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How to calculate shipping costs for your online store

By Tony Hou / On Feb 22 2017

Free shipping? Fixed rates? Price by weight? Welcome to the great shipping rate debate. There are many ways to calculate shipping costs for your online store; but which way is best for your business?

I believe the best way to calculate shipping costs is with your customer in mind. How much are they willing to pay? And what will keep them coming back for more?

The answer is probably zero. Most customers don’t like to pay for shipping because they don’t believe it adds value. (Shipping does add value because it saves the customer from physically travelling to a store, but most people don’t see it this way).

An ‘unexpected shipping cost’ is the number one reason for someone to abandon their shopping cart.

If customers see an unexpected shipping cost, they will probably go elsewhere.

With this in mind, plus many years of conducting A/B tests on shipping costs, my personal recommendation is to offer free shipping if you can.

If you can’t afford to provide free shipping, make sure you clearly state shipping costs throughout your website, so your customers don’t get an unwelcome surprise at checkout.

Option A: Free shipping

If you can control your profit margin, then build your shipping costs into your pricing structure and offer free shipping for all products. You will probably win on some and lose on others; it will even out in the end.

Can’t afford free shipping across all products? Offer it over a certain cart value, such as $150, to encourage shoppers to spend more. A good way to define the free shipping threshold is to set it a bit higher than your average order value. For example, if your average order value is $90, set the free shipping threshold at $100. This will help you increase your average order value and offset the margin loss.

Option B: Flat rate shipping

A popular alternative to free shipping is flat rate shipping, where you charge the same fee for all orders to the same destination.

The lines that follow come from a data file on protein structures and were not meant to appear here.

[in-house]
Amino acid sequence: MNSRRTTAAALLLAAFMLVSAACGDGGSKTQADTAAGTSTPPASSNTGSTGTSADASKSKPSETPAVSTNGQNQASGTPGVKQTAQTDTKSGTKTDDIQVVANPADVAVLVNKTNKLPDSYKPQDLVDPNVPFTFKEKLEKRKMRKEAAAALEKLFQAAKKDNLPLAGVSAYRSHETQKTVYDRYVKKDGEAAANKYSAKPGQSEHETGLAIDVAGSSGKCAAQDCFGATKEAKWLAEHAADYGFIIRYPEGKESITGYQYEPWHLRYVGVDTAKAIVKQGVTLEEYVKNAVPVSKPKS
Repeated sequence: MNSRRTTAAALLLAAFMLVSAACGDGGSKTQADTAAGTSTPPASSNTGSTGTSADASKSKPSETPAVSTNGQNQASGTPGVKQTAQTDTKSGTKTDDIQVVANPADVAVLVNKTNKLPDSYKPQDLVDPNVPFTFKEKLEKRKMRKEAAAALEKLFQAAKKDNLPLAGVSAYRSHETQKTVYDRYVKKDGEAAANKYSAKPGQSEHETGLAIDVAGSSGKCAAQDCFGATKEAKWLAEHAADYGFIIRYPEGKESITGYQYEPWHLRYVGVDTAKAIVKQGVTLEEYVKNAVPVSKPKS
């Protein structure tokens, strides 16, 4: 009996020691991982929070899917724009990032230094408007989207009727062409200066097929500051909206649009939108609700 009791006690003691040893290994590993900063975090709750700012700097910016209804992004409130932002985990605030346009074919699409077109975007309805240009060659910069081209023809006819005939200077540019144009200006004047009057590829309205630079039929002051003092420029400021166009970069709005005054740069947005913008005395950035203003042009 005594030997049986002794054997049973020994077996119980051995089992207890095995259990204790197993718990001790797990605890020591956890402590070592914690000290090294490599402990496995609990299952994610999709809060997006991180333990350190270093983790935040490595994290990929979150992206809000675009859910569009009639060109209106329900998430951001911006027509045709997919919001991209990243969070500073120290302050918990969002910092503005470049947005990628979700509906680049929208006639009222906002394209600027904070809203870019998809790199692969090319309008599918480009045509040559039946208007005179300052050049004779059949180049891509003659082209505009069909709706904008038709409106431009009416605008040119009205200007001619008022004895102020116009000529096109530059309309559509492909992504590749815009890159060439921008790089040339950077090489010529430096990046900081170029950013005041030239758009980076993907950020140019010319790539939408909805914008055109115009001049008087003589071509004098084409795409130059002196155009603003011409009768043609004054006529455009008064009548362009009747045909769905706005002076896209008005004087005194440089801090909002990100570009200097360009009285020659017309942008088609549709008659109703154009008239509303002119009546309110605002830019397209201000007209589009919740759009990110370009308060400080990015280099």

The benefit of flat rate shipping is it’s super clear and easy for customers to understand; there should be no surprises.

As with free shipping, you will win on some orders and lose on others. You want to set a rate that will ensure you’ll break even.

Option C: Matrix rate shipping

Matrix rate shipping is a little complicated. It’s determined by calculating:

shipping cost x weight x cart value x destination

It’s commonly used by stores that have a wide product range or sell big-ticket items like furniture or musical instruments. It’s difficult to communicate to customers before they add items to their cart because it typically requires their address and cart total.

However, it’s still crucial to try to communicate shipping costs to the customer as early as possible. One way to get around this is to offer a shipping calculator on the product page. Customers can enter their location, and the calculator will provide a shipping cost estimate.

Option D: Real-time shipping

Some eCommerce platforms connect to courier providers at checkout and calculate real-time shipping costs based on product weight, volume, and destination.

While this seems fair to everyone, it’s my least favourite shipping strategy. Customers hate surprises – and this method almost always results in surprises.

One way around this is to connect to the courier API and provide a shipping calculator on the product page. Otherwise, my recommendation is to avoid this method.

Choose what’s best for your customers

In summary, your best shipping strategy is the one that you can easily communicate to your customers. Set expectations before they add products to their cart and offer free or fixed-rate shipping wherever possible.

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